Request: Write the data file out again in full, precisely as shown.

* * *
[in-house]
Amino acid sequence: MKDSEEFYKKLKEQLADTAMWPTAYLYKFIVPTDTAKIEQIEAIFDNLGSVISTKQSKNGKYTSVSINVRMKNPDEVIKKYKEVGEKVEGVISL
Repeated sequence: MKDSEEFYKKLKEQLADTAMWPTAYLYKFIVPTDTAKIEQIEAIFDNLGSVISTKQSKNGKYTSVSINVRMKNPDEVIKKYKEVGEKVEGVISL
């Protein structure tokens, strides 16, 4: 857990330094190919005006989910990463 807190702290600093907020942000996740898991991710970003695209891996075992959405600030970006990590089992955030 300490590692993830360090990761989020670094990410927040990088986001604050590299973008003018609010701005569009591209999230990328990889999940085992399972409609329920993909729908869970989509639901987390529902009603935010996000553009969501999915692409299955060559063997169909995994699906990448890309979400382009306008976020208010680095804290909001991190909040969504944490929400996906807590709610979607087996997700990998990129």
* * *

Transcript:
[in-house]
Amino acid sequence: MKDSEEFYKKLKEQLADTAMWPTAYLYKFIVPTDTAKIEQIEAIFDNLGSVISTKQSKNGKYTSVSINVRMKNPDEVIKKYKEVGEKVEGVISL
Repeated sequence: MKDSEEFYKKLKEQLADTAMWPTAYLYKFIVPTDTAKIEQIEAIFDNLGSVISTKQSKNGKYTSVSINVRMKNPDEVIKKYKEVGEKVEGVISL
């Protein structure tokens, strides 16, 4: 857990330094190919005006989910990463 807190702290600093907020942000996740898991991710970003695209891996075992959405600030970006990590089992955030 300490590692993830360090990761989020670094990410927040990088986001604050590299973008003018609010701005569009591209999230990328990889999940085992399972409609329920993909729908869970989509639901987390529902009603935010996000553009969501999915692409299955060559063997169909995994699906990448890309979400382009306008976020208010680095804290909001991190909040969504944490929400996906807590709610979607087996997700990998990129």